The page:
In the medium term, however, this analysis of production trends should be coupled with an analysis of retail store trends.  Wholesale “supply” is a function of retail demand, not consumer demand.  Retail demand will be increasing over time, though we are not sure at what rate right now.  So increased production won’t necessarily drive prices down — that depends on the rate of increased retail outlets.  Currently 46 retailers have been approved, and only some of these are open, and only a handful are able to stay open without running out of product.  With over 330 potential retail outlets under the current rules, we can’t confidently estimate when retail prices will come down.  We can, however, suggest that supply is increasing at a logarithmic rate; that October is non-indoor harvest time; and that 43 Tier 3’s are ramping up to harvest as we speak.

There is so much more to discover before we can really predict anything sophisticated about prices and supply.  My preliminary research suggests that most indoor producers are operating between 30-50% canopy, while greenhouse and full sun are closer in general to their maximum canopy.  For now, I would note that non-indoor spatial logic is mostly seasonal, while indoor spatial logic is mostly not.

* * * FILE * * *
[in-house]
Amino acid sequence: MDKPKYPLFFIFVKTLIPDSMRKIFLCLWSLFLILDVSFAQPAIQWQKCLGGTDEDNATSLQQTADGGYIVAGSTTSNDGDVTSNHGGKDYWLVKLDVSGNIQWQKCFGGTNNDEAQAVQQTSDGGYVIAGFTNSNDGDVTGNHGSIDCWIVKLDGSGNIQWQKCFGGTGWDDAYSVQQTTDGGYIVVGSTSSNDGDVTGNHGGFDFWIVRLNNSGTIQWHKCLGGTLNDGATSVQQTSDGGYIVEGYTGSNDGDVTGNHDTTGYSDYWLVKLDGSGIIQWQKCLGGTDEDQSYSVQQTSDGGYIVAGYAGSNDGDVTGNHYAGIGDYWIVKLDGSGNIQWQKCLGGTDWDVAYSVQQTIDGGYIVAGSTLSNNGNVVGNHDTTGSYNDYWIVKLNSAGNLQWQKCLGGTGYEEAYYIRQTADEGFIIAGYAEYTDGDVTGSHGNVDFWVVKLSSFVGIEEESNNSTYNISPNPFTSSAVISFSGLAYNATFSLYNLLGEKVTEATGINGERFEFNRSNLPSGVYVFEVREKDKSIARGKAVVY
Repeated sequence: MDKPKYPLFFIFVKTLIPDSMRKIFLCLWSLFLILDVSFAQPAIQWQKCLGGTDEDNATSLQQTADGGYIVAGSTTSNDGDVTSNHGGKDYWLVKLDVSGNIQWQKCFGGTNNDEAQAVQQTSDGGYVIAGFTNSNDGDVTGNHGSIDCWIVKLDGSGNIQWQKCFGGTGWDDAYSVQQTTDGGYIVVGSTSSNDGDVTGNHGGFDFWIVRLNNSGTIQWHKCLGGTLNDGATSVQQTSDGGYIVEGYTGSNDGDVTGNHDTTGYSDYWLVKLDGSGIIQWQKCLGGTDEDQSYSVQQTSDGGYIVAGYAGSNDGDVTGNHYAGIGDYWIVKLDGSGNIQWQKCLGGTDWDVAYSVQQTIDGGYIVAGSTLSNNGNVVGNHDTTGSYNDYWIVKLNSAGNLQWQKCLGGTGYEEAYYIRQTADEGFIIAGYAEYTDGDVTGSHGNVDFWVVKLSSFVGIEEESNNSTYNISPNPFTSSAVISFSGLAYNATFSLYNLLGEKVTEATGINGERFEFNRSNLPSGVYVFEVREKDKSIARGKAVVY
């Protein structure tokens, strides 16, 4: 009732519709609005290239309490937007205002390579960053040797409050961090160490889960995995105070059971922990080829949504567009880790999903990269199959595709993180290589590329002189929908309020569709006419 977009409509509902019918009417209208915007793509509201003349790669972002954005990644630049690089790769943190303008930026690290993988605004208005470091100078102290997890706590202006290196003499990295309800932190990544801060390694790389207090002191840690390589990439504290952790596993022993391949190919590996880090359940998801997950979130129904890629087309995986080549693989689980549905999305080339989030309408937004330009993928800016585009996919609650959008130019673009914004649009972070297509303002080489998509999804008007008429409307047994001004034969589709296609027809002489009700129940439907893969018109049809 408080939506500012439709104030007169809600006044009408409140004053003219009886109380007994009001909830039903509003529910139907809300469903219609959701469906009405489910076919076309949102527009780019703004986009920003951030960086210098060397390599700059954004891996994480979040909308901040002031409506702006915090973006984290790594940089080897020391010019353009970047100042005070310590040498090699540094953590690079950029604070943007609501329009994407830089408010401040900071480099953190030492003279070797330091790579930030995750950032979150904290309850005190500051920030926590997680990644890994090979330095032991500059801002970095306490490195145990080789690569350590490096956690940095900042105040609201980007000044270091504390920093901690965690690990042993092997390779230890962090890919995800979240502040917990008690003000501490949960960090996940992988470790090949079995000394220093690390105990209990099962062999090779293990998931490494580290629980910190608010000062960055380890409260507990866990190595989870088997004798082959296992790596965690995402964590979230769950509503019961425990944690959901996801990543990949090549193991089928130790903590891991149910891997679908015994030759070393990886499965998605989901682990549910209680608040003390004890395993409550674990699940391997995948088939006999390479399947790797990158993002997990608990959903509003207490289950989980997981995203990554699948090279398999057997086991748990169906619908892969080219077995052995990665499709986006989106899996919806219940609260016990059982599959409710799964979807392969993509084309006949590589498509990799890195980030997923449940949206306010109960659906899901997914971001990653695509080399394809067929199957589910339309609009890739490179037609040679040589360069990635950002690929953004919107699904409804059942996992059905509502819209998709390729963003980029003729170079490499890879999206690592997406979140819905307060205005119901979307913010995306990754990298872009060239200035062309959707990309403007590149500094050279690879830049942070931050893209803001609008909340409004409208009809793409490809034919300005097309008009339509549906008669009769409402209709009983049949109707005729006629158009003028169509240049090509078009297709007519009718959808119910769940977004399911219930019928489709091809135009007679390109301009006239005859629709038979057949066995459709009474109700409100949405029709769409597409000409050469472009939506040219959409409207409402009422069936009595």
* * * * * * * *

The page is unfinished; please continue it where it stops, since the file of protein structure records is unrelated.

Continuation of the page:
We also need to know more about cycle variability, especially indoor.  Many indoor producers are staggering production so that they harvest more regularly than the 4-5 cycles upon which WSLCB rules are predicated.  They are trading flowering canopy space for steady revenue, so that affects how much becomes available for wholesale at any given time.

Finally, we would be remiss not to point out how far ahead Spokane and Okanagon seem to be in terms of approved producers (see intro map above).  Part of it might be the afrementioned possible focus on approving Tier 3’s right now, but it also may be the effect of organizing by potential I-502 producers to prepare their jurisdictions for a smoother transition.

We look forward to discovering so much more, and adjusting our analyses accordingly.